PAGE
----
Tuition denies time by pressuring them to overstudy for an exam that public schools can adequately prepare them for. In the long run, the quality of talent will diminish because a sizeable proportion of our youths simply do not have the headspace to explore interests that properly matter to them. They will feel more lost once they leave these artificial structures that accelerate “success”.

5. When students end up loving tuition and hate school, they end up squandering the space and opportunities that they spend the most time at.

Similar to (2), the success of tuition is really quite zero-sum with respect to public schools.

“[Students] definitely [have] alot more [fun than employees of tuition centre X]…. we sent everyone to Universal Studios in Feb, booked out a full bowling alley for two days, and booked out 14 cinema halls for a movie screening, all in the past 7 months….. We also booked out Superpark at Suntec next saturday”

The reality is that on the ground, we simply cannot do this in a public school. The unit economics of treats simply stacks against the average teacher (and there won’t be budget for this from schools in the near future, even though admittedly many independent schools in the past and international schools clearly could do such stacked socials). $5 a student, 100 students and a sizable portion of your disposable income is gone. It is little surprise why most of the time the treats never come close to $5.

When centres essentially run the campaign that their centres are cooler than school, they drain motivation from students from the very place where the bulk of the learning can and should take place. Some carrots/ incentives are fine but overt carrots from centres (unintentionally or intentionally) undermine public schools.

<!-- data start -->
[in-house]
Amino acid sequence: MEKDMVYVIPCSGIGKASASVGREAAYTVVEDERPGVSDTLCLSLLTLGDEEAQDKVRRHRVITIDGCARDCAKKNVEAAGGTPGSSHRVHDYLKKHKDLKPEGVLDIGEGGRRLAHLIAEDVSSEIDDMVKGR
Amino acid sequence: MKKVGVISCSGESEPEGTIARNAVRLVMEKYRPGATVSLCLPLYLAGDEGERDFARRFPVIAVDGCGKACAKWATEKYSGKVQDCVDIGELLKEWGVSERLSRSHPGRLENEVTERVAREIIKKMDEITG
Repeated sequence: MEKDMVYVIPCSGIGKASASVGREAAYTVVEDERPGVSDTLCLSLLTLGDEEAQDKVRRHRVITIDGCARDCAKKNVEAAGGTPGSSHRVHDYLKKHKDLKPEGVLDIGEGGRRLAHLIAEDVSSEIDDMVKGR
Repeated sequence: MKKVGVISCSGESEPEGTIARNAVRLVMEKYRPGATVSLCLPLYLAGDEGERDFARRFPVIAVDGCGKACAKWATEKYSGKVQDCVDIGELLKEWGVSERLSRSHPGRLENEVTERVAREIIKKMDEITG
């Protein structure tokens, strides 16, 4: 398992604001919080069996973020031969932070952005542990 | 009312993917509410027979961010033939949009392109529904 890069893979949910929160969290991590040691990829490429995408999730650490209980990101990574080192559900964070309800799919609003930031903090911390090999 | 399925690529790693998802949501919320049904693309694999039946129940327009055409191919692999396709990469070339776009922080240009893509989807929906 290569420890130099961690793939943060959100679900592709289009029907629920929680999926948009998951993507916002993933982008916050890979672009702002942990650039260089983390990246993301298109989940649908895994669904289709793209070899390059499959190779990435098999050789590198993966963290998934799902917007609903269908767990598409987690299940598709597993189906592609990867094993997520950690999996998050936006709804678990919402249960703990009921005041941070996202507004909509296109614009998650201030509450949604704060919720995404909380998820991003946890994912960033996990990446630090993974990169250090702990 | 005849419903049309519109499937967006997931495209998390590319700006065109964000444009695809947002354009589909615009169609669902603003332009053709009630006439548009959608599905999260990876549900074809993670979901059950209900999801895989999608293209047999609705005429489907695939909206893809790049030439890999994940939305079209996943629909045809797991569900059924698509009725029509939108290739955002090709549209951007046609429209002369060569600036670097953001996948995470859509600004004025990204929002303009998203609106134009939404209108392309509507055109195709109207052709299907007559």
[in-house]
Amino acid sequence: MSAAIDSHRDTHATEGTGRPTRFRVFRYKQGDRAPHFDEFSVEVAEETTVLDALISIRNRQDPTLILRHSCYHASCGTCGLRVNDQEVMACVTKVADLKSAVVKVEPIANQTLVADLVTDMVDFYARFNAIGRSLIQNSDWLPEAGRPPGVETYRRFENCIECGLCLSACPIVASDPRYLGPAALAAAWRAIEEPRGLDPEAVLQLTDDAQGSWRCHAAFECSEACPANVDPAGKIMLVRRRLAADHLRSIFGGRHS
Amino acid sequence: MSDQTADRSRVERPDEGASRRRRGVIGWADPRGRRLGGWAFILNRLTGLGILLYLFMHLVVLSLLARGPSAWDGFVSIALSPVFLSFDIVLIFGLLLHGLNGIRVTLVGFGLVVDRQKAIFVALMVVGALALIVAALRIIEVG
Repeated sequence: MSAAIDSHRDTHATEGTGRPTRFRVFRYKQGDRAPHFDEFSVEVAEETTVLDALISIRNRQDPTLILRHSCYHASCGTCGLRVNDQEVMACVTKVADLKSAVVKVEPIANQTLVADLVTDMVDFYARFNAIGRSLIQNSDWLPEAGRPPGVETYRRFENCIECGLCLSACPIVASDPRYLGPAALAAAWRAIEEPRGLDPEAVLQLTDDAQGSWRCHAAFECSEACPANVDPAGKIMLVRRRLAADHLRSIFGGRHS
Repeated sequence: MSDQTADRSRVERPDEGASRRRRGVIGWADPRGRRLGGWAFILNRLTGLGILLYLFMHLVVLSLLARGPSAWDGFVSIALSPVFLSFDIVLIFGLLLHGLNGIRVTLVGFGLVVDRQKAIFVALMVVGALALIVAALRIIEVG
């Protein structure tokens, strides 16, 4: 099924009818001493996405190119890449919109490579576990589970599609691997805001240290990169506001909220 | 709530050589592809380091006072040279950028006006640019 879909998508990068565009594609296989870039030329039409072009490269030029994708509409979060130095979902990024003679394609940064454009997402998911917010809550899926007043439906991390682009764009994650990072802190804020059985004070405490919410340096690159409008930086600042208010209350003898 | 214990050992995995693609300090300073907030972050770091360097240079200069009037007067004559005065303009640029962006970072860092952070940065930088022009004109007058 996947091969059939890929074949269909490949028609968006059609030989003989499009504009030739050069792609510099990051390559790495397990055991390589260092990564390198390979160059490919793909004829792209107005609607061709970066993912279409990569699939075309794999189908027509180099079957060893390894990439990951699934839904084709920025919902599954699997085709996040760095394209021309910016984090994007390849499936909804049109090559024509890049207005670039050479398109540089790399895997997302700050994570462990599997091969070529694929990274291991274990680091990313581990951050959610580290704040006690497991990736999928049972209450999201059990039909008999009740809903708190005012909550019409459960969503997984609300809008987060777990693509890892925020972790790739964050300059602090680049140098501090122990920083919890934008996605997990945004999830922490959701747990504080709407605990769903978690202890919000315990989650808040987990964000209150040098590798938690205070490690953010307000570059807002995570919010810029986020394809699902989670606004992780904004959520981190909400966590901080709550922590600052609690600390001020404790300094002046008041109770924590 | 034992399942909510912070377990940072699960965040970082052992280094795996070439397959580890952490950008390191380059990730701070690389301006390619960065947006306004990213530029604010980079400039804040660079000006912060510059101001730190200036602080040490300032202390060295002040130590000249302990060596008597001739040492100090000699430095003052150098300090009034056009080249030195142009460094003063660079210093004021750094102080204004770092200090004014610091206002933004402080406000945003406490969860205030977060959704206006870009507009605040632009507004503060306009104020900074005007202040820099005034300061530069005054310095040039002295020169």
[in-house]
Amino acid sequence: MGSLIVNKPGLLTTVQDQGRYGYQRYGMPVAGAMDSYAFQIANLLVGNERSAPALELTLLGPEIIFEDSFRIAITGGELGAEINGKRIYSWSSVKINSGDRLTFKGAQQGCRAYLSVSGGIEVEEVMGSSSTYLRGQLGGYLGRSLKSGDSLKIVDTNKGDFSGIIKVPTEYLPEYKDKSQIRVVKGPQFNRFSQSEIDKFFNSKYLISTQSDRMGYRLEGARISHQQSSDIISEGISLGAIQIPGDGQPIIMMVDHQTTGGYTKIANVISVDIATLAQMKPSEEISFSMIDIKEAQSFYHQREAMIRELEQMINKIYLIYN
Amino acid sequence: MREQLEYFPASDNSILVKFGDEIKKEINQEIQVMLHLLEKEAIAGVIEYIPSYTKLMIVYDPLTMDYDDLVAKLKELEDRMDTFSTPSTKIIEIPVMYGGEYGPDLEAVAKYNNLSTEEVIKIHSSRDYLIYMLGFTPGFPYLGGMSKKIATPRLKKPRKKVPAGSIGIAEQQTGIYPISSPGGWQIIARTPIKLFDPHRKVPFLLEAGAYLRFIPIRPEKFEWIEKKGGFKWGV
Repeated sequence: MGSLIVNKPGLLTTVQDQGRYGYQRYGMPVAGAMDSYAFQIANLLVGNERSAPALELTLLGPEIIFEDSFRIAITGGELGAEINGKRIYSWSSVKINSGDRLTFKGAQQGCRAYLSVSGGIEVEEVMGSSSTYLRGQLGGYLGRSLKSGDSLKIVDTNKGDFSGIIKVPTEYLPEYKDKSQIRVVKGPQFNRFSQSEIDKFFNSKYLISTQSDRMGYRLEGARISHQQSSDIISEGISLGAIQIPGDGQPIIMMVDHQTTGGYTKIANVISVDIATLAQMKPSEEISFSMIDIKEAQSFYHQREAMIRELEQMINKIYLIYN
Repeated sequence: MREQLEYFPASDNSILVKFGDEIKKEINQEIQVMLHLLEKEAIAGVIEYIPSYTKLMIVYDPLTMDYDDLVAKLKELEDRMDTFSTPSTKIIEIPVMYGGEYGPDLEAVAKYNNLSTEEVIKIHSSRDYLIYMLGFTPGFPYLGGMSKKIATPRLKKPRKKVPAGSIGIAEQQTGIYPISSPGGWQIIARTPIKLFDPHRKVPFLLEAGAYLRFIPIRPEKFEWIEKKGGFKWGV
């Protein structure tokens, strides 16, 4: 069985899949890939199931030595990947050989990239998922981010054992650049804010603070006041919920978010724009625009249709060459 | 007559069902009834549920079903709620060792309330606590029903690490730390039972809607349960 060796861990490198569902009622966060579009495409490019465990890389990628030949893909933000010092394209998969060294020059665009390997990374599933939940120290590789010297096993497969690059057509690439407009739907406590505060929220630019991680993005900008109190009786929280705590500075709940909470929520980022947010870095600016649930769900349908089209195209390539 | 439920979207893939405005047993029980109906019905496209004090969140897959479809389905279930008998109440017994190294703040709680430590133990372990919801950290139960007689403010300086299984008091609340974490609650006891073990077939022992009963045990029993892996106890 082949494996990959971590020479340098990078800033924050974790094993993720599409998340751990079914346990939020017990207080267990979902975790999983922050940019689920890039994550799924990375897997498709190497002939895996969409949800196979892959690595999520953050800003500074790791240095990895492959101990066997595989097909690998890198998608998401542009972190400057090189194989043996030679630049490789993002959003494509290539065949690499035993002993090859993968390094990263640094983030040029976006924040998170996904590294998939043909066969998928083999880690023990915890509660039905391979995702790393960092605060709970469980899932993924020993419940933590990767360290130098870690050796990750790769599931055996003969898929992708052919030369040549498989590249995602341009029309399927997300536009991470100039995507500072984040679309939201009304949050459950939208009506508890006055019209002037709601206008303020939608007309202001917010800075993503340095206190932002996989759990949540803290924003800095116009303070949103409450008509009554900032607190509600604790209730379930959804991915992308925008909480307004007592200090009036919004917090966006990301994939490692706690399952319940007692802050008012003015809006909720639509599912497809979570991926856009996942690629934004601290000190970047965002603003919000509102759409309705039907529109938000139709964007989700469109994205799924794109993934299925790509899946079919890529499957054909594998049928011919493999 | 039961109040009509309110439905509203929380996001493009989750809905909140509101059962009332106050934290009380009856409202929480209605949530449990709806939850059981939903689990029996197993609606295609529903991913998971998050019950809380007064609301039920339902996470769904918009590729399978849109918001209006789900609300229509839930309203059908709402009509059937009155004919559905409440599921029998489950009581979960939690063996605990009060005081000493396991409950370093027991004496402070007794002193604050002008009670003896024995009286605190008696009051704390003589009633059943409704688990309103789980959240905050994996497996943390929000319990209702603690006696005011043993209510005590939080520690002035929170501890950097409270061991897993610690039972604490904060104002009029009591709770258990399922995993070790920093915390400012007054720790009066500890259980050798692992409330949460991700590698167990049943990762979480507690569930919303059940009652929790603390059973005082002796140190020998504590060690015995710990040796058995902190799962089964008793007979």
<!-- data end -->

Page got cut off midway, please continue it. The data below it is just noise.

I believe in an absence of tuition and fearmongering, we can still achieve excellent educational outcomes. Perhaps the only justifiable ground is that tuition helps to clear the headspace of teachers in public schools to focus on less well-off students. Even that seems like an accidental rather than intentional benefit.

Even if tuition claims that they can compensate for poor teaching in public schools, there is no way it will be equitable. I cannot, in good faith, ever get behind this. Maybe a radical repositioning of tuition will force me to reconsider my stance.

But until then, I would NEVER teach tuition. You can slap me if you ever see me doing so.

If you possess the technical expertise, maybe consider building products to support public schools.

If you are a student taking a bunch of tuition semi-against your will and you are reading this, I am sorry. Your schooling life should not have been like this.

If you are a student feeling stuck because of whatever structural reasons, the world is moving towards a much more decentralized/ open source future. You can see things like these (SG Exams, Holy Grail, and more) and use the knowledge of these however you will.

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Kahhow

Kahhow

Educator interested in data science, dance and full stack development